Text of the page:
The International Monetary Fund, that is currently negotiating a new program with the Belarusian authorities, could as well, according to Chubrik, understand the reasons behind the help to Gomselmash. Moreover, the Belarusian authorities never promised to stop enterprise bailouts and start economic reforms. And possible donors, like the IMF, know that things cannot change for the moment.
Keeping the Status Quo
Given the state of Gomselmash, it makes sense that the Belarusian authorities decided to help the holding. However, these tactics will probably not save it, but rather increase its debt and worsen the economic situation of the whole country.
Today, Gomselmash's problems are associated with low levels of innovation, but the money it will receive will not go to research and development. The law signed by Lukashenka does not provide extra subsidies for Research and Development of the Centre of Combine Harvester Engineering, Gomselmash's R&D subsidiary. The poor quality of machinery does not appear to bother the authorities at all.
Most major enterprises in Belarus belong to the state and, according to the Ministry of Finance, a quarter are not profitable Read more
According to Chubrik, the money will go to pay off previous debts and to ensure the basic functioning of Gomselmash. However, it remains unknown whether the holding will be able to upgrade its production or repay its debts. It also seems that this is not the last check picked up by the government for the company.
The bailout of Gomselmash would not be a topic for discussion if it did not open the gate for other enterprises to seek government money. Most major enterprises in Belarus belong to the state and, according to the Ministry of Finance, a quarter are not profitable. They certainly would like to have some financial help from the state.
According to a report released this month by the Ministry of Statistics production in machine building fell by 20%, while in rural machine building, as in case of Gomselmash, it fell even further.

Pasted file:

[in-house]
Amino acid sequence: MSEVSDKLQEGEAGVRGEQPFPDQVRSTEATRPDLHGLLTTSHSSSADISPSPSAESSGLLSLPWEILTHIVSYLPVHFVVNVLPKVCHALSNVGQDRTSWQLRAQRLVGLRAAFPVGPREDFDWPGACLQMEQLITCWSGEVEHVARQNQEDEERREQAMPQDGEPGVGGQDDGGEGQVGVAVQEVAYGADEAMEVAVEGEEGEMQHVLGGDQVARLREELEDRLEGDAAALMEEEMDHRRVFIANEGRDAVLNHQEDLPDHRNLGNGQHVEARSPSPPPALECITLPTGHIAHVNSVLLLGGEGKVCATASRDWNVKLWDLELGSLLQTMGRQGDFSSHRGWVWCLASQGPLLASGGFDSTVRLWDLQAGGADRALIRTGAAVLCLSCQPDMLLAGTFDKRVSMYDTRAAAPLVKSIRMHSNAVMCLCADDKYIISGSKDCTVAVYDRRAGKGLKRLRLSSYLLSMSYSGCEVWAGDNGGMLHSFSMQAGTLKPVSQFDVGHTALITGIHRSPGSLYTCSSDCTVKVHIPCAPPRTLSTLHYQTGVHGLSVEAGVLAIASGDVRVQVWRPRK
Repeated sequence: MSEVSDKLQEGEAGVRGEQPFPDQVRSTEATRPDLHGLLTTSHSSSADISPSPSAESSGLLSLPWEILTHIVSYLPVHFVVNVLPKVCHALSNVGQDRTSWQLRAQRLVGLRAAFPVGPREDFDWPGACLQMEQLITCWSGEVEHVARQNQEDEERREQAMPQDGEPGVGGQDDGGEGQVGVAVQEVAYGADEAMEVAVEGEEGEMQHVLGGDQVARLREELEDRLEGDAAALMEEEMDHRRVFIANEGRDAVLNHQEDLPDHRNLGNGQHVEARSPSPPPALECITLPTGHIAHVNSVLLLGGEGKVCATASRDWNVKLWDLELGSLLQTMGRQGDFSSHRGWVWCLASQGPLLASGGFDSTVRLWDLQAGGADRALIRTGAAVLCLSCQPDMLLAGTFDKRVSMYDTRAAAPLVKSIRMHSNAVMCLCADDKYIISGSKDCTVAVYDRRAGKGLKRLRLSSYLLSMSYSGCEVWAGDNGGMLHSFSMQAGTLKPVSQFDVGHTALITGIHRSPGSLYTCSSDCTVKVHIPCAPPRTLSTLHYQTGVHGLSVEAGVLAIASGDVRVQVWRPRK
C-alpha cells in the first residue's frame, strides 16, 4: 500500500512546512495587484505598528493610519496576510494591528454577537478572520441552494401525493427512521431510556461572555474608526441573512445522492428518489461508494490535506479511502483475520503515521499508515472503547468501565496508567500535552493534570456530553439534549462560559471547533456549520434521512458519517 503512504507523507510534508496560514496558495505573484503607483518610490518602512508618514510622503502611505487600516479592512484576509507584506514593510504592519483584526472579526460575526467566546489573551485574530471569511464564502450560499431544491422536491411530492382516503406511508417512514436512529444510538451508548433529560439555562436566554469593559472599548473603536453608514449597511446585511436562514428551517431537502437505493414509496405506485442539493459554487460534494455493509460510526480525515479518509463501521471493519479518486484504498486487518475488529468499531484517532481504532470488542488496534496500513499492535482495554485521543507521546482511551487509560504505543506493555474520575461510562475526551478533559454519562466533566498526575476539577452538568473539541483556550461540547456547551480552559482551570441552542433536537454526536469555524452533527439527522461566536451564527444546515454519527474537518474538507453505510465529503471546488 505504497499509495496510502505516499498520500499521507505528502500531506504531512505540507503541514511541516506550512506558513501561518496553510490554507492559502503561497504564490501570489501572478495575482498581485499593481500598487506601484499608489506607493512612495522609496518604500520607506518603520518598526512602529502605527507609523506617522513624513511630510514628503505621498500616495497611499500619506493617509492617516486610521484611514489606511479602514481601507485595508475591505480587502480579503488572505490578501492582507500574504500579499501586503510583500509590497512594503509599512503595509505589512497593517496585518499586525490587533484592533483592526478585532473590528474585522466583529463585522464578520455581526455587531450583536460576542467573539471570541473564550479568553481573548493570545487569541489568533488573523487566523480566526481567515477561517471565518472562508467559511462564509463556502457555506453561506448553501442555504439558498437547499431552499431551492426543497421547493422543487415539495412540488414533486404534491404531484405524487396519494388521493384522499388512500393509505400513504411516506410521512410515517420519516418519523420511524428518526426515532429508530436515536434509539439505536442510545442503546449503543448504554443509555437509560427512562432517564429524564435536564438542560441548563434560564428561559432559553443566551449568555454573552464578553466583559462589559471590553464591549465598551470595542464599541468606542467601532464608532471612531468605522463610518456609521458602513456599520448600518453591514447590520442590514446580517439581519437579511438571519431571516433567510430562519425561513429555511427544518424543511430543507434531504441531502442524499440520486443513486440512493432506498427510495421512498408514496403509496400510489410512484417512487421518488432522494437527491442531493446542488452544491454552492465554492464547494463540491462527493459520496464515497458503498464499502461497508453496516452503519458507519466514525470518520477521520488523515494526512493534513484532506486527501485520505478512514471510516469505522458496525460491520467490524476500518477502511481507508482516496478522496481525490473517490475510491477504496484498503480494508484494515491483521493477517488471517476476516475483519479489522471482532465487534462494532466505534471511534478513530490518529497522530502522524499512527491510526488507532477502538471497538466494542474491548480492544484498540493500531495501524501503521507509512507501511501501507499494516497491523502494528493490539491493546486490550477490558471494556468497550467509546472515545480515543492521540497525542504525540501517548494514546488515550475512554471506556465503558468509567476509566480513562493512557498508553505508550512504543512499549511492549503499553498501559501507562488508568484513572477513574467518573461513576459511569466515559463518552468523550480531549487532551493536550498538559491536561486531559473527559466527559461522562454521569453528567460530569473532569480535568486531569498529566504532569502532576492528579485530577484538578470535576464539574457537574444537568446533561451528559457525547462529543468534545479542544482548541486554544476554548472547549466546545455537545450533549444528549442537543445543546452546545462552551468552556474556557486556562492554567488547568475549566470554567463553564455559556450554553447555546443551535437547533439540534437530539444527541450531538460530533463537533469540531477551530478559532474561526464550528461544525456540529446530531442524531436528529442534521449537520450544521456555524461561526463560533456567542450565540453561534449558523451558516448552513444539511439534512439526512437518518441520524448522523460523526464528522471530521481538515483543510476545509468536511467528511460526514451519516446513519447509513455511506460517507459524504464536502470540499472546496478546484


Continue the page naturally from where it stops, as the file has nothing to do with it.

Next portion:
The situation clearly shows the dilemma that Belarus faces: if it wants to keep the economy afloat, it has to continue to subsidise its enterprises. Other options, like privatising or discussing how to restructure dysfunctional enterprises with the IMF's help, remain on the table, but the authorities remain reluctant to choose them.
Belarus in the Eurasian Economic Union: Enough is Enough
Last week, Belarusian Foreign Minister Uladzimir Makei criticised cooperation within the Eurasian Economic Union. Minsk is no longer hiding that its own position on the EU-led Eastern Partnership initiative starkly differs from Russia's stance on the issue.
Although Minsk continues to assure Moscow about its brotherly support, brazen commentaries from pro-Putin commentators in Russia leave little doubt: the Kremlin does not believe these assurances. The Belarusian leadership responds by turning to Western countries or even China as a counterbalance.
By putting pressure on Minsk, Moscow believes it has driven Belarus into a corner. Yet there may be an exit still – and it leads westwards.
Minsk Paying for Russia
In criticising the newest post-Soviet integration initiative of the Eurasian Economic Union, Makei pointed out that the creation of a common economic space had essentially been delayed until 2025, and a series of exemptions and limitations currently exist within the Union. The economic basis of the project, as well as sincerity of its participants, have raised a number of questions.